During the normal course of aging, post pregnancy, or after massive weight loss, the tissues that make up the breast can become more lax. Dr. John Kim says that women who are a candidate for a breast lift are those who are happy with their breast volume but are unhappy with their sagging appearance. Breast tissue is located within the deep fatty layer immediately behind scarpa’s fascia; the upper part of the breast is held to the chest wall by Cooper’s ligaments and the lower part of the breast is attached to fascia within the submammary fold (Frame 2017). Breast laxity is dependent on: volume, consistency of tissues, skin compliance, genetics, and the skeletal frame (Frame 2017).

The skeleton is the frame that holds muscles and soft tissue, which then create the frame that the skin and breast tissue drape over. The visual appearance of the breast is dependent on the shaped and distribution of the aforementioned tissues. Frame et. al defined the breast based on 8 separate units, inspired by the 8 gluteal aesthetic units defined by Dr. Centeno in a 2015 paper published in the Aesthetic Surgery Journey.  These 8 points are places of measurement and symmetry: 1 and 2, 4 and 5, 3 and 6, as well as 7 and 8.  Noting asymmetry in points 1 and 2 may suggest irregular pectoralis major muscle insertion point. A sunken appearance in units 4 and 5 can present the breasts as being smaller than they are. The volume of 3 and 6 should be small to create a narrow cleavage. Units 7 and 8 want to be seen versus covered by ptotic, sagging, breasts.

Women have a number of options to decide how they want to proceed with a breast lift or mastopexy. In an article published in the Aesthetic Plastic Surgery Journal de Bruijn describes the mastopexy as a procedure that “counteracts the adverse effects of gravity and decrease in skin elasticity and firmness of the female breast.” In order to create a method for surgeons to create reliable long lasting results scientists created a 3-D woven mesh which creates an internal bra which becomes incorporated into breast tissue (de Bruijn).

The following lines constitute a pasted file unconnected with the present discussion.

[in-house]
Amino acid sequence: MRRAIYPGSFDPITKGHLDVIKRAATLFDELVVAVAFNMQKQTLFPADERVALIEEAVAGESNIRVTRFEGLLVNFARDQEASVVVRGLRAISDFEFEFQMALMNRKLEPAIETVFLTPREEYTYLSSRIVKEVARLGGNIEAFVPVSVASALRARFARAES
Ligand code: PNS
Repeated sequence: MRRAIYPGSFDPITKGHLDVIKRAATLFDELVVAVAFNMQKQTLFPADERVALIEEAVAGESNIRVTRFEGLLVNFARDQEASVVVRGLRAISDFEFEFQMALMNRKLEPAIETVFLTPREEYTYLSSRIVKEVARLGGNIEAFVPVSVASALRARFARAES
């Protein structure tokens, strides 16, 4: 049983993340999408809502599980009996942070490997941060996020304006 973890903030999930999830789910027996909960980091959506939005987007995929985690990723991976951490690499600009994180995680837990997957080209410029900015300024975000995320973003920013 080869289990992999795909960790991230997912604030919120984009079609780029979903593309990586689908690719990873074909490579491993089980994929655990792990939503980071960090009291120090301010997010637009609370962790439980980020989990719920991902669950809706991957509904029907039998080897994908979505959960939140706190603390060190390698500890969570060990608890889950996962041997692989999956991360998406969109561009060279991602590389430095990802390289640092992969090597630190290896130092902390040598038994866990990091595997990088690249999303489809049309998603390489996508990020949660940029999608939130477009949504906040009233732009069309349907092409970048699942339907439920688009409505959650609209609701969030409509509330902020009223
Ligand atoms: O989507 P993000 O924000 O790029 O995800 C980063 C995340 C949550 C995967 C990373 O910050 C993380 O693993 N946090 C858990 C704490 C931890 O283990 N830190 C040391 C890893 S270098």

Figure 1 Photo of a real Dr. John Kim patient who had a breast lift without implants.

The ideal internal bra will: not interfere with mammography, allow for long term host tissue replacement, and maintain strength, easy for the surgeon to use, easily stored, available in varying sizes, affordable, natural feel (Baxter).  There are different internal bra materials available including: polypropylene mesh, human derived ADM, porcine derived ADM, and SERI scaffold. Polypropylene mesh is durable, affordable and available in varying sizes and shapes; but it is a foreign body and as such may lead to infections or exposure, in addition they may interfere with mammograms (Baxter). Both human derived and porcine derived ADM are potentially very long lasting, but they are expensive, limited in their size options, and there is a potential for the need for a long term drain, seroma development, and red breast syndrome (Baxter). Human derived ADM is more elastic than porcine-derived ADM, although porcine-derived ADM provide instant thickness (Baxter). Compared to the other materials there is very limited clinical data for SERI scaffold, but it is very affordable, come in varying sizes, and they may have some advantages because of their open weave material which can facilitate fluid dissipation and mesh integration (Baxter).

If you are interested in having a breast lift procedure come and speak with Dr. John Kim at Northwestern Medical Group. To see more photos of patients who have undergone this procedure click here.

Baxter, R. A., Khan, U. D., Watson, H. K., Purnell Traverso, L. C., Mastella, D., Wollstein, R., & Mommaerts, M. Y. Internal bra: a unifying solution for reconstructive and aesthetic breast surgery issues.

de Bruijn, H. P., & Johannes, S. (2008). Mastopexy with 3D preshaped mesh for long-term results: development of the internal bra system. Aesthetic plastic surgery32(5), 757-765.

Frame, J. (2017). The waterfall effect in breast augmentation. Gland Surgery6(2), 193.

Frame JD, Connolly C. Framing the Breast. Aesthet Surg J 2015;35:NP106-12. 10.1093/asj/sju088